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World Sickle Cell Day: Black Participation in Clinical Trials Impact Search for Cure

Sickle Cell 101 2:02

Sickle cell disease is one of the most prevalent genetic disorders in the United States, yet more than a century after the disease was first diagnosed, there are limited cure options and no medications to manage pain specifically associated with the disease.

Experts attribute at least some of the lack of progress towards eliminating sickle cell to limited participation in clinical trials by blacks—the disease's most affected population.

"People in this patient population are desperate for a cure," Sonja Banks, the CEO of the Sickle Cell Disease Association of America, Inc. (SCDAA) told reporters. "We have patients wanting to enroll in bone marrow trials because they think it could be a cure. The challenge for advocates is getting out there and talking about clinical trials."

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Sickle cell disease is an inherited disorder where red blood cells are in a sickle—or 'c'—shape, which can block blood flow and create a painful sensation for patients. Sickle cell can affect anyone—it is estimated that 100,000 Americans have sickle cell disease. However, the disorder disproportionately affects people of African descent. According to the Centers for Disease Control and Prevention, one in 365 black American's have the disorder, and approximately one in 13 blacks are carriers of sickle cell trait.

While African Americans may be most likely to have sickle cell, they are least likely to participate in the clinical trials that could help find a cure. According to the FDA, African Americans comprise 14 percent of the U.S. population, but only five percent of clinical trial participants.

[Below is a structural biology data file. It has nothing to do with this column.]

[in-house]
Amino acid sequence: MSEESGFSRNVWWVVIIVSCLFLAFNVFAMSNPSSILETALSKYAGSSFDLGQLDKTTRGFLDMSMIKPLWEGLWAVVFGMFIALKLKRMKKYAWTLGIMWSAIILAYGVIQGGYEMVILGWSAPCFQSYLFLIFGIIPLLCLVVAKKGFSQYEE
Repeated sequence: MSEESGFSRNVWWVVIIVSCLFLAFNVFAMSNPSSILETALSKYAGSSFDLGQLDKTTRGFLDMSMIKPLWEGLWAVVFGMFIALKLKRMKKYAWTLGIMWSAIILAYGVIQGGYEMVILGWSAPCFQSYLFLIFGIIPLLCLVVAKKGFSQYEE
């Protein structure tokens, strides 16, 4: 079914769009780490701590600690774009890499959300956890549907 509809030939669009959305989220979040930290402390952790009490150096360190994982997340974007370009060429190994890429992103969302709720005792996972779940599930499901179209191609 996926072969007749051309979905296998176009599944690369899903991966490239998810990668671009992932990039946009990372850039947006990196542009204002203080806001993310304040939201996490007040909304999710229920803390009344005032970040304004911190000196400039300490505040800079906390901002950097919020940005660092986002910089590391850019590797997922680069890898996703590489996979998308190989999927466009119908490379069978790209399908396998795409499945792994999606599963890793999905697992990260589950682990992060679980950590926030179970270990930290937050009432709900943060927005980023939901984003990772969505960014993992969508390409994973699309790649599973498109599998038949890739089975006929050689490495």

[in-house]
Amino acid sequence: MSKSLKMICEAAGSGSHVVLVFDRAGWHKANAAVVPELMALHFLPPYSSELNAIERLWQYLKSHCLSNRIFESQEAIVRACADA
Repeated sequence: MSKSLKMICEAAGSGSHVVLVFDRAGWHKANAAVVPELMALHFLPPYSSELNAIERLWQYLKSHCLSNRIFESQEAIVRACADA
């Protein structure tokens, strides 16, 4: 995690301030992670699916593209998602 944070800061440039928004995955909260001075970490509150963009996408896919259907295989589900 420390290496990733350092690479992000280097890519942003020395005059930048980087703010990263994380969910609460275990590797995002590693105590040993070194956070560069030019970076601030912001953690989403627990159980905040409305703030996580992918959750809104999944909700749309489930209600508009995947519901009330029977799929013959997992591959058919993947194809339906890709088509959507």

One in 365 black American's have the disorder, and approximately one in 13 blacks are carriers of sickle cell trait.

"Shamefully for us, some drugs have failed because we did not have enough participants in clinical trials and the warriors, the heroes, are what's required in order to advance our treatments. We cannot do it ourselves," said Dr. Freda Lewis-Hall who is Chief Medical Officer at pharmaceutical organization, Pfizer.

Lewis-Hall told reporters that one in seven people in the United States know someone who has participated in a clinical trial and only one in five Americans say their doctor has ever talked to them about clinical trial options, making participation an elite experience.

Sickle cell disease is an inherited disorder where red blood cells are in a sickle—or ‘c’—shape, which can block blood flow and create a painful sensation for patients.

One reason for the lack of participation by black Americans may be the not forgotten history of mistreatment by the medical community during the Tuskegee experiment—a syphilis study conducted between 1932 and 1972 during which researchers knowingly did not treat infected patients. While more than 30 years have passed, the implications still linger.

"We [African Americans] are taught clinical trials are a bad thing and that is generalized throughout the black community. It's a stigma in the community," Sonja Banks said.

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"We [sickle cell advocates] are dealing with the cultural context of mistreatment in the medical research community and a lot of that is education. It means explaining what a clinical trial actually is."

Banks points out that other concerns she's heard from sickle cell patients when it comes to weighing whether or not to participate in a clinical trial include a fear that participation could mean no treatment at all.

In her work with the SCDAA, Banks said she tries to reassure people that the syphilis study can't ever happen again. "We are too much of an educated community now … and who's going to make these drugs come to fruition? If we don't participate we'll never find treatment or a cure."

According to Pfizer, there are 37,000 clinical trials available including their own Phase 3 clinical trial for a new sickle cell drug. The challenge, according to Lewis-Hall, will be enrolling 350 participants in the trial over the next two years. Pfizer hopes to release the drug in three to five years if the trial is successful—African American enrollment will be critical for that success.

"Sickle cell is unique because if we [African Americans] don't participate, we will never find a treatment or cure." Lewis-Hall said. "Everyday is sickle cell day for people who have it."

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